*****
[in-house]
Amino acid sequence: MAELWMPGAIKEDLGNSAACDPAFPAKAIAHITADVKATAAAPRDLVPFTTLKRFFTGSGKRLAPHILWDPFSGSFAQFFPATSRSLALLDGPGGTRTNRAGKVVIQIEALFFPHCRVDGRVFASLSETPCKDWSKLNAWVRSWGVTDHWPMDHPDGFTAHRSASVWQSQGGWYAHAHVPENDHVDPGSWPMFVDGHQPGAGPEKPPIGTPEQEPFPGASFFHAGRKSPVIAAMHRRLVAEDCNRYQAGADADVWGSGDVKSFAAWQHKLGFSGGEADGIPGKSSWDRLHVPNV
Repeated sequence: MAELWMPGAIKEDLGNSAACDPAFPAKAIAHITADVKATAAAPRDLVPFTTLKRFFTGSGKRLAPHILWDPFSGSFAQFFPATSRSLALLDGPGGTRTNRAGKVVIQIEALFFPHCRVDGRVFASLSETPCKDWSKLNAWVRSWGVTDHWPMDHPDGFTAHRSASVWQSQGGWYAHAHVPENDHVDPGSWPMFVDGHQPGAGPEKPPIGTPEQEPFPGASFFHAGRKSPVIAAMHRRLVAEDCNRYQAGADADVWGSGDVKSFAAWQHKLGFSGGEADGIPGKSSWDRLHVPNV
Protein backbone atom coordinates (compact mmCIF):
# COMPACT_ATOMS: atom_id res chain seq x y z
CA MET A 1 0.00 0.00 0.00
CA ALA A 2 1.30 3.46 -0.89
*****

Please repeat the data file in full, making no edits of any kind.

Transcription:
[in-house]
Amino acid sequence: MAELWMPGAIKEDLGNSAACDPAFPAKAIAHITADVKATAAAPRDLVPFTTLKRFFTGSGKRLAPHILWDPFSGSFAQFFPATSRSLALLDGPGGTRTNRAGKVVIQIEALFFPHCRVDGRVFASLSETPCKDWSKLNAWVRSWGVTDHWPMDHPDGFTAHRSASVWQSQGGWYAHAHVPENDHVDPGSWPMFVDGHQPGAGPEKPPIGTPEQEPFPGASFFHAGRKSPVIAAMHRRLVAEDCNRYQAGADADVWGSGDVKSFAAWQHKLGFSGGEADGIPGKSSWDRLHVPNV
Repeated sequence: MAELWMPGAIKEDLGNSAACDPAFPAKAIAHITADVKATAAAPRDLVPFTTLKRFFTGSGKRLAPHILWDPFSGSFAQFFPATSRSLALLDGPGGTRTNRAGKVVIQIEALFFPHCRVDGRVFASLSETPCKDWSKLNAWVRSWGVTDHWPMDHPDGFTAHRSASVWQSQGGWYAHAHVPENDHVDPGSWPMFVDGHQPGAGPEKPPIGTPEQEPFPGASFFHAGRKSPVIAAMHRRLVAEDCNRYQAGADADVWGSGDVKSFAAWQHKLGFSGGEADGIPGKSSWDRLHVPNV
Protein backbone atom coordinates (compact mmCIF):
# COMPACT_ATOMS: atom_id res chain seq x y z
CA MET A 1 0.00 0.00 0.00
CA ALA A 2 1.30 3.46 -0.89